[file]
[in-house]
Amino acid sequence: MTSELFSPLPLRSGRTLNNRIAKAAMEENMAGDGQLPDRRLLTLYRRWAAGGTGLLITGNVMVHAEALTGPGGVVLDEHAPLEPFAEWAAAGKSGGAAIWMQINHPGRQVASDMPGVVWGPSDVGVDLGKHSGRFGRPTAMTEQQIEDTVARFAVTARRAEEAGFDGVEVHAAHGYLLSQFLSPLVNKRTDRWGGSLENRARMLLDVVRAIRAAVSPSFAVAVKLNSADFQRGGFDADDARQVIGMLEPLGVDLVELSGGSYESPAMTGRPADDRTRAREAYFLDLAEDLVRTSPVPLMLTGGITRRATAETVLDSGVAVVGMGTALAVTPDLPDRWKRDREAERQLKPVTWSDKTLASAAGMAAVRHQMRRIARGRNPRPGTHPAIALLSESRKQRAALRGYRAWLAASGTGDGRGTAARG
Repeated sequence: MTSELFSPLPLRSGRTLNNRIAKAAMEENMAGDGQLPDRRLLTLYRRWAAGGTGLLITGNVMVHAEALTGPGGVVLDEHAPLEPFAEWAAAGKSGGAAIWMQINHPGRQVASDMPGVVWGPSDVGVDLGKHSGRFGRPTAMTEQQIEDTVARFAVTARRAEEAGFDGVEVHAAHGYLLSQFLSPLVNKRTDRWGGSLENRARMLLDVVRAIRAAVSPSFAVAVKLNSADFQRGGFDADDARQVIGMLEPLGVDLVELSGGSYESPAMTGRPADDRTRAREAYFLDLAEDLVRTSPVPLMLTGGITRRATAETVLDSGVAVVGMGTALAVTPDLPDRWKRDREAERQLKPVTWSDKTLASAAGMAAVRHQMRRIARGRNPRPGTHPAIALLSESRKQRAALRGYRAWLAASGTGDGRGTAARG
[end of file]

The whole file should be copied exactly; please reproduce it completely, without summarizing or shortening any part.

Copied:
[in-house]
Amino acid sequence: MTSELFSPLPLRSGRTLNNRIAKAAMEENMAGDGQLPDRRLLTLYRRWAAGGTGLLITGNVMVHAEALTGPGGVVLDEHAPLEPFAEWAAAGKSGGAAIWMQINHPGRQVASDMPGVVWGPSDVGVDLGKHSGRFGRPTAMTEQQIEDTVARFAVTARRAEEAGFDGVEVHAAHGYLLSQFLSPLVNKRTDRWGGSLENRARMLLDVVRAIRAAVSPSFAVAVKLNSADFQRGGFDADDARQVIGMLEPLGVDLVELSGGSYESPAMTGRPADDRTRAREAYFLDLAEDLVRTSPVPLMLTGGITRRATAETVLDSGVAVVGMGTALAVTPDLPDRWKRDREAERQLKPVTWSDKTLASAAGMAAVRHQMRRIARGRNPRPGTHPAIALLSESRKQRAALRGYRAWLAASGTGDGRGTAARG
Repeated sequence: MTSELFSPLPLRSGRTLNNRIAKAAMEENMAGDGQLPDRRLLTLYRRWAAGGTGLLITGNVMVHAEALTGPGGVVLDEHAPLEPFAEWAAAGKSGGAAIWMQINHPGRQVASDMPGVVWGPSDVGVDLGKHSGRFGRPTAMTEQQIEDTVARFAVTARRAEEAGFDGVEVHAAHGYLLSQFLSPLVNKRTDRWGGSLENRARMLLDVVRAIRAAVSPSFAVAVKLNSADFQRGGFDADDARQVIGMLEPLGVDLVELSGGSYESPAMTGRPADDRTRAREAYFLDLAEDLVRTSPVPLMLTGGITRRATAETVLDSGVAVVGMGTALAVTPDLPDRWKRDREAERQLKPVTWSDKTLASAAGMAAVRHQMRRIARGRNPRPGTHPAIALLSESRKQRAALRGYRAWLAASGTGDGRGTAARG